Opening the Arctic National Wildlife Refuge to Oil Drilling? Are You Concerned?

Updated: Dec 9, 2020


Politics aside, are you concerned about opening the Arctic

National Wildlife Refuge to Oil Drilling?


Even those economists who support a transition period in moving away from the fossil fuels, have stated that it makes no sense to continue to tap new sources of fossil fuels if they are serious about moving to a new energy economy. If you are interested in stating your opposition to opening the Arctic National Wildlife Refuge to oil drilling, please see the letter template below.

Please make changes to the letter so that it expresses your opinion.


Background + How to Comment:

  • BLM is accepting public comments - only via snail mail - on their plan to sell off the Arctic Refuge coastal plain for drilling.

  • Note that BLM has divided up the Coastal Plain of the Arctic Refuge into 32 sections, numbered tracts 1 through 32. (Here’s a link to the BLM map)

  • PLEASE be sure to use the tract #s in your personal comments so BLM will capture your input. “Tracts #1 - 32” will work!)

  • All comments must be postmarked by Thursday, December 10, 2020.

  • Mail your comments to State Director, BLM Alaska State Office, 222 West 7th Ave., MailStop 13, Anchorage, AK 99513-7504

  • Be aware that these comments will be posted on BLM’s website, so be careful what contact info or other personal info you include in your comment.


Step 1.

Please mail you letter by 12/10/2020 at the latest.


Sample Letter:

State Director, Bureau of Land Management Alaska State Office, 222 West 7th Avenue, Mailstop 13 Anchorage, AK 99513-7504. Dear State Director, The recent “call for nominations” for leasing in the Arctic National Wildlife Refuge, issued Nov. 17, presents numerous problems that require further analysis. The Arctic Refuge is one of the last truly untouched wildernesses of North America. Drilling in the Refuge will be remembered as one of the great environmental tragedies of the 21st century, as well as a violation of the most basic human rights of the Gwich’in people. Every single tract that is under consideration for leasing contains sensitive habitat and resources that would be threatened by drilling. This includes habitat for threatened polar bears, countless bird species, and the Porcupine caribou herd, which the Gwich’in people rely on for their subsistence and culture. This rushed process has ignored concerns about threats to the Gwich’in people, threatened wildlife, and our climate. I urge BLM to remove tracts #1 - #32, identified in the call for nominations, from consideration for leasing. The potential destruction of both the environment and culture are too great to move forward. No politician’s ego is worth this recklessness. Thank you for your consideration, <Add Your Name Here>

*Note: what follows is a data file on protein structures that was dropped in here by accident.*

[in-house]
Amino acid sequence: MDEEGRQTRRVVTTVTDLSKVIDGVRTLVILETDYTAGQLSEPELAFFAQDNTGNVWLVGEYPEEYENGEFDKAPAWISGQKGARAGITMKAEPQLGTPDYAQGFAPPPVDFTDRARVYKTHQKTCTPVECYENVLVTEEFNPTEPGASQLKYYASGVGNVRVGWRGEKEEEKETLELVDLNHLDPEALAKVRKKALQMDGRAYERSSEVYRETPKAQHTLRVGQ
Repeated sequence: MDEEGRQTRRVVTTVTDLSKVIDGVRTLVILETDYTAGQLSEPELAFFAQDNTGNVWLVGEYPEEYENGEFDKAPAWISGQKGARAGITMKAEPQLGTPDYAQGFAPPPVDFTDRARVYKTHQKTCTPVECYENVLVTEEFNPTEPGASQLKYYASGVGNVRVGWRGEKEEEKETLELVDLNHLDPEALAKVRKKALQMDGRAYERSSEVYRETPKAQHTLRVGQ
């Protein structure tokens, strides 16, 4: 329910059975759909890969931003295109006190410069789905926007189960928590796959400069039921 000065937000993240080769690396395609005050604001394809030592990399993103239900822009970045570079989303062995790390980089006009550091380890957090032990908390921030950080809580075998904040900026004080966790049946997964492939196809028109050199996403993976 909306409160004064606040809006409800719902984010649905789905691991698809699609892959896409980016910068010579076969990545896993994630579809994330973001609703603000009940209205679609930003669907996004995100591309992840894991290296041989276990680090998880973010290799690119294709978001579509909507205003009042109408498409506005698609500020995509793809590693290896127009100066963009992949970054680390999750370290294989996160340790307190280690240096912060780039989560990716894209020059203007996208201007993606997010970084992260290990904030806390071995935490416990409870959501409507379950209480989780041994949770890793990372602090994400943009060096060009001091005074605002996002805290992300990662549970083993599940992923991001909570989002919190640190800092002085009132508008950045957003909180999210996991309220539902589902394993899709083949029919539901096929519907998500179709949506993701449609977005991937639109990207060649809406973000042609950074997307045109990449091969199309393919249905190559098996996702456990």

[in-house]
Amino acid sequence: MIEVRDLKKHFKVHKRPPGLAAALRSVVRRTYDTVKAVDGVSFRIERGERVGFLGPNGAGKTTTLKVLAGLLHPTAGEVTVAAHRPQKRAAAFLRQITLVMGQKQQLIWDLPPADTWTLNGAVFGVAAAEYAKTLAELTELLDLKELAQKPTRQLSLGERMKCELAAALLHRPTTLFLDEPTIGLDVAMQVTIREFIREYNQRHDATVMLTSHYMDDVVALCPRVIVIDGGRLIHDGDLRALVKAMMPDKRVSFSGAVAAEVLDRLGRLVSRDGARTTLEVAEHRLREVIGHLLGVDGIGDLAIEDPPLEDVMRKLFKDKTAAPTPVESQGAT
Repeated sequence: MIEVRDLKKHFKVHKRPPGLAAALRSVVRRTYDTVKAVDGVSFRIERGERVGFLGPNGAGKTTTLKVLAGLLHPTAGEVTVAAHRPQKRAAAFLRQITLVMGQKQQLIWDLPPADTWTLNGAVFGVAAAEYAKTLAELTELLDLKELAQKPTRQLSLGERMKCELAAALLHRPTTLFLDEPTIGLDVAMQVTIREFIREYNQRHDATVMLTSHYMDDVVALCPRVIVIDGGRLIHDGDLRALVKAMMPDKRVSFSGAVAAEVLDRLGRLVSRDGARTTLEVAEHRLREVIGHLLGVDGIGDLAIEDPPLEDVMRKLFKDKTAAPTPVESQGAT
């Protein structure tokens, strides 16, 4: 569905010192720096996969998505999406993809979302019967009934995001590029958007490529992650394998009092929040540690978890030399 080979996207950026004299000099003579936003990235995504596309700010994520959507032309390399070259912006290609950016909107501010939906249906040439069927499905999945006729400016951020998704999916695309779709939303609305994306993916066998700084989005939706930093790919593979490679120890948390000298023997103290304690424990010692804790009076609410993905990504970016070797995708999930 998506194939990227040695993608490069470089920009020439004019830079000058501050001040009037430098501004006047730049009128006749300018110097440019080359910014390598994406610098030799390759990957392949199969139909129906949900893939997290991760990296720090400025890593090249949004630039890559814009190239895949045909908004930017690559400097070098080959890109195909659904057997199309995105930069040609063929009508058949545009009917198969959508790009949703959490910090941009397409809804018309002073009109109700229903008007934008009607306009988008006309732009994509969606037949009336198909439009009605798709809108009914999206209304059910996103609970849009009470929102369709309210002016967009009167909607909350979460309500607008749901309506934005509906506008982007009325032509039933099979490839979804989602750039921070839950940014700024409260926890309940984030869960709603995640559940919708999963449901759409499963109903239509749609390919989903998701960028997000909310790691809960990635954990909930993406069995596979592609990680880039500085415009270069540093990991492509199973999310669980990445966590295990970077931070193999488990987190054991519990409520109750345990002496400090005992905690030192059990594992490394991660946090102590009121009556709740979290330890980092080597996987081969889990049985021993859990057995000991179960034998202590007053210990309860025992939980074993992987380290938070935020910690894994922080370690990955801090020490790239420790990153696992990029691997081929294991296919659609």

Step 2.

Add your personalized message (Share your stories about the Refuge or use our handy talking points!).

Arctic Refuge Coastal Plain Lease Sale Talking points


Now is the time to defend the coastal plain of the Arctic National Wildlife Refuge from any and all attempts to lease for oil and gas drilling there. Include these talking points in your letter to the Bureau of Land Management, in your social media posts encouraging your family and friends to join the fight, or anywhere else you want to raise the alarm!


Topline Talking Points:

  • One of our last truly wild places, the Arctic Refuge is no place for drilling.